The NewsHour with Jim Lehrer
Thursday, August 14, 1997
- India Turns 50
The world's most populous democracy celebrates five decades of independence. Now, India must overcome crippling violence and poverty.
- Political Wrap
Americans are more confident about the direction of the country, but less interested in Washington. Our political analysts discuss this trend, the budget, taxes, and the UPS strike.
- The King
With his swivel hips and quivering lip, Elvis Presley changed the look and sound of American music. Twenty years after his death, The King still reigns over contemporary culture.
- Strike Zone
It has been two weeks since the Teamsters went on strike against UPS, and there has been very little progress. Since the strike began, UPS has only been able to handle 10 percent of the 12 million packages it usually delivers everyday. As a result, UPS competitors are trying hard to carry the extra load.
- Downward Spiral
After the stock market dropped 247 points in the Dow Jones Idustrial Average, two chief economists explain why the sudden drop.
Wednesday, August 13, 1997
- Newsmaker: Samuel Berger
President Clinton's National Security Adviser has just returned from a three-day trip to China where he spoke to Chinese leaders about human rights, emerging markets, and military matters.
- Walking Back In Time
Why is a set of fossilized footprints in South Africa causing so much excitement? Because the human being who made them lived 117,000 years ago and looked a lot like us.
- Coming Apart?
While two Russian cosmonauts travelled back to Earth, the United States is trying to decide if it should stay on course with the Russian space station Mir.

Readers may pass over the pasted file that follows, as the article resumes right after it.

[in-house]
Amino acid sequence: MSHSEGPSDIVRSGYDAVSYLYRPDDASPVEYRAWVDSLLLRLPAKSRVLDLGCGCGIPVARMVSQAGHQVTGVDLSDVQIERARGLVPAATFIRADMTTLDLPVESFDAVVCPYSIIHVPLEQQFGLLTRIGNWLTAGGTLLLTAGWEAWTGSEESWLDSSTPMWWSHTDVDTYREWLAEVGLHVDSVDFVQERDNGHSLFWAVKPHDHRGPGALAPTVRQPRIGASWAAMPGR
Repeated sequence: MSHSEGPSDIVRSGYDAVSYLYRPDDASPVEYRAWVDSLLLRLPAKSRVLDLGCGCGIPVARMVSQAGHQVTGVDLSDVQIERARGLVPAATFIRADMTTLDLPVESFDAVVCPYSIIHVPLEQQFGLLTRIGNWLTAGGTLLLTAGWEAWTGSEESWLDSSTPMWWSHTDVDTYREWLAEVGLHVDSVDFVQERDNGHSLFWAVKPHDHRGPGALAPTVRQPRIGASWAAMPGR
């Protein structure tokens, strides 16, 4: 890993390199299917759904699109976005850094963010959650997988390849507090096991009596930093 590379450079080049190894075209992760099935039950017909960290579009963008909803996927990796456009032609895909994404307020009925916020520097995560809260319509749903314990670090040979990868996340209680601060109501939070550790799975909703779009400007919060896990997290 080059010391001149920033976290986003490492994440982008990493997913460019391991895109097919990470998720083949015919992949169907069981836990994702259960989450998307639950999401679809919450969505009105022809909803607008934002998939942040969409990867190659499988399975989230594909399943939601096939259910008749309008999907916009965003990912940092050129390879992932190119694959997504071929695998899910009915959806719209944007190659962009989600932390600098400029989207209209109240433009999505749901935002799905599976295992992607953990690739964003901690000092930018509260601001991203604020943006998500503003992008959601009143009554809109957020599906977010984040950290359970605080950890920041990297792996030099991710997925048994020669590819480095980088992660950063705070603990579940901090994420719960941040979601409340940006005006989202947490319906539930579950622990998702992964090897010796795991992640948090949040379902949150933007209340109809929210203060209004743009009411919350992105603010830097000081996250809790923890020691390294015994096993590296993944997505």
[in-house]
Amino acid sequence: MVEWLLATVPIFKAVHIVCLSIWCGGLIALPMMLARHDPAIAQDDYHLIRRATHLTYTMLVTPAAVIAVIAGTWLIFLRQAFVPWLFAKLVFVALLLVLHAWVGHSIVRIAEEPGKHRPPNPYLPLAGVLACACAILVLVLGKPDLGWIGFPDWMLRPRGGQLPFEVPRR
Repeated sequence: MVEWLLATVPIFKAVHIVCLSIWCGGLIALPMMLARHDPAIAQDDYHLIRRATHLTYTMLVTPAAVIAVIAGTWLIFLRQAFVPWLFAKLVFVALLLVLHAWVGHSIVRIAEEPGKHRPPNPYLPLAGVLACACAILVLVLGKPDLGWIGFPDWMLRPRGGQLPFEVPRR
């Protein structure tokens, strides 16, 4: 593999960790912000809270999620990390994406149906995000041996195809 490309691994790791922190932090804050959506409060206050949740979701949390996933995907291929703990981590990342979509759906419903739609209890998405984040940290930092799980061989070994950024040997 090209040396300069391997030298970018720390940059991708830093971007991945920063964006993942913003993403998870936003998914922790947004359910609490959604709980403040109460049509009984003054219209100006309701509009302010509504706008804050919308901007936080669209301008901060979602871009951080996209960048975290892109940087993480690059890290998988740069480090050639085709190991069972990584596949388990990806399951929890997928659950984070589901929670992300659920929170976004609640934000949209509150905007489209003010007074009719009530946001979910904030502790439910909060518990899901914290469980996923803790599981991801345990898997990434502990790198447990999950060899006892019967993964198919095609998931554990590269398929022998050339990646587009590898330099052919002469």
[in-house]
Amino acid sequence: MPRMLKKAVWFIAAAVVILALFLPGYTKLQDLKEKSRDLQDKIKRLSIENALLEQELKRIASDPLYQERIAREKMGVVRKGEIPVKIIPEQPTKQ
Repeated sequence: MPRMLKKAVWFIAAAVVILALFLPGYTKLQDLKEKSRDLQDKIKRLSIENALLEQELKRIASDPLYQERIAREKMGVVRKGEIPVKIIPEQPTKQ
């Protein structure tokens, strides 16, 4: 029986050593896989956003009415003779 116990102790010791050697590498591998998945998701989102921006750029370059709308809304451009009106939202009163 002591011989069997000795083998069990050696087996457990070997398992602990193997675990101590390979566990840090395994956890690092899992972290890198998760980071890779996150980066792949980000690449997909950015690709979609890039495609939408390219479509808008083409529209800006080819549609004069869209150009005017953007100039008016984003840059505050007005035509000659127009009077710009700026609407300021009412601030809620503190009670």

- Invading India?
For years India pursued a socialistic economy, discouraging foreign investments, but since 1991 India has opened its economy to foreign markets. And a few small American bussiness are testing the foreign waters.
- Dance with the Devil
Essayist Ann Taylor Fleming discusses the difficulties women experience when dealing with breast cancer.
Tuesday, August 12, 1997
- Troubling Reports
A new study cites a 122 percent increase in the number of 12-year-old children who say they know a friend or classmate who has used narcotics. Where has the U.S. gone wrong?
- Casualties of the Drug War
The use of regular military units to patrol the U.S.-Mexico border has come under fire due to a recent controversy over the shooting of an American citizen by a Marine.
- Working Welfare?
It's been a year since President Clinton signed the welfare reform bill, and recipients are pleased with the results. Paul Solman talks with two people that have different perspectives about the workforce, and discusses the benefits.
Monday, August 11, 1997
- Costly Contest
On Day Nine of the UPS strike, the AFL-CIO has agreed to support strikers, and the two dueling sides held news conferences rather than talks. How does this affect business and labor?
- Cuauhtemoc Cardenas
Just over a month ago, Cuauhtemoc Cardenas became Mayor-Elect of Mexico City. Who's the man who toppled the long-standing PRI party from power? Charles Krause finds out.
- Higher Learning?
In an effort to increase test scores, the Chicago Public Schools are taking a hard look at the current curriculum. The mayor is concerned with skyrocketing dropout rates, and is looking into mandatory summer school to bring the scores up to par.
- Curses, Foiled Again!
Essayist Jim Fisher discusses the varied uses of aluminum foil.
- Strike Out
President Clinton exercised his new line-item veto power on three provisions of the balanced budget deal. It is the first time a president has used such power; will it be the last?
- Newsmaker: Richard Holbrooke
Having just returned from Bosnia, Richard Holbrooke, lead negotiator of the Dayton Agreement, reports on recent efforts to kick-start the peace process.
- Smoke Signals
Oregon launches a campaign to halt teenage smoking by using cigarette taxes and an anti-smoking ad campaign. Voters in the state approved a thirty cent per-pack tax increase to discourage smoking among youths.
- Man of Character
Author Joseph Ellis discusses the character of Thomas Jefferson, whom he describes as "the great sphinx of American history."
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